Some Final Tasks Before You Write Your Memoir

Some Final Tasks Before You Write Your Memoir
In this last of a series of blog posts suggesting you try some assignments detailed in a syllabus for a university-level memoir writing course, I recommend you follow the syllabus’s direction to read other people’s memoirs along with at least one biography. By reading about people’s lives—accounts both by the people themselves and by their biographers—you can learn a lot about structuring a life story, observe effective ways to write description and dialogue, identify interesting topics to pursue and determine how much detail to include in your own memoir.
After you’ve read other memoirs and you’ve completed the writing assignments outlined here in earlier blog posts, try writing what the syllabus calls “reflection papers.” The idea is to reflect upon one of the memoirs you’ve read or upon your own writing so far in the “class.”
The course’s final assignment is to put together a portfolio of your best writing for the class. This is not necessary, since you’re not actually taking the course. However, the portfolio is to be accompanied by a two- or three-page introduction addressing themes that surfaced in your writing, insights you’ve picked up about yourself, specific ways your writing improved and what you now “believe about a writer’s ability to truthfully convey his or her experiences through words.” I hope you’ve enjoyed taking this virtual college memoir writing course!

In this last of a series of blog posts suggesting you try some assignments detailed in a syllabus for a university-level memoir writing course, I recommend you follow the syllabus’s direction to read other people’s memoirs along with at least one biography. By reading about people’s lives—accounts both by the people themselves and by their biographers—you can learn a lot about structuring a life story, observe effective ways to write description and dialogue, identify interesting topics to pursue and determine how much detail to include in your own memoir.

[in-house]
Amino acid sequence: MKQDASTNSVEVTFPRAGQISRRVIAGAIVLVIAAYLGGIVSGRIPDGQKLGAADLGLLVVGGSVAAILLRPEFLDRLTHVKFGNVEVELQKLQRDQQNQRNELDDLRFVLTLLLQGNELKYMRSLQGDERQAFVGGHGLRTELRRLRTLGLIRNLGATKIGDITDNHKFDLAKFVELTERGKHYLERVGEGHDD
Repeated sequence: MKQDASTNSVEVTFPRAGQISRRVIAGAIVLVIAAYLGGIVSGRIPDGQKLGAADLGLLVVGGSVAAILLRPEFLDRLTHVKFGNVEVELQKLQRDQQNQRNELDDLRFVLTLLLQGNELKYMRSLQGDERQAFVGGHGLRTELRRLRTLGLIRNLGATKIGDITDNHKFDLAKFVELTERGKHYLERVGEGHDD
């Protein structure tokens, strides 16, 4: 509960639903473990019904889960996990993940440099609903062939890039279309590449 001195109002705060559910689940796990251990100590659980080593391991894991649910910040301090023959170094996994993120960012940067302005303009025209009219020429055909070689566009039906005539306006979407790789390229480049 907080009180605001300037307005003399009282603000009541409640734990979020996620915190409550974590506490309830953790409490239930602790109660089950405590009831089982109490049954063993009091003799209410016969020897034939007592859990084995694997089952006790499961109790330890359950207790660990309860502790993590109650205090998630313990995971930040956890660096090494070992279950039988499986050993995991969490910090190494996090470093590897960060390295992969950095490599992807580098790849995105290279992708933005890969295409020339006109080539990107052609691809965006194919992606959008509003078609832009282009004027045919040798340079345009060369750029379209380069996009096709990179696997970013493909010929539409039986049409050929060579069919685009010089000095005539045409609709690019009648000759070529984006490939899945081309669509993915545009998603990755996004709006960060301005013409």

After you’ve read other memoirs and you’ve completed the writing assignments outlined here in earlier blog posts, try writing what the syllabus calls “reflection papers.” The idea is to reflect upon one of the memoirs you’ve read or upon your own writing so far in the “class.”

The course’s final assignment is to put together a portfolio of your best writing for the class. This is not necessary, since you’re not actually taking the course. However, the portfolio is to be accompanied by a two- or three-page introduction addressing themes that surfaced in your writing, insights you’ve picked up about yourself, specific ways your writing improved and what you now “believe about a writer’s ability to truthfully convey his or her experiences through words.” I hope you’ve enjoyed taking this virtual college memoir writing course!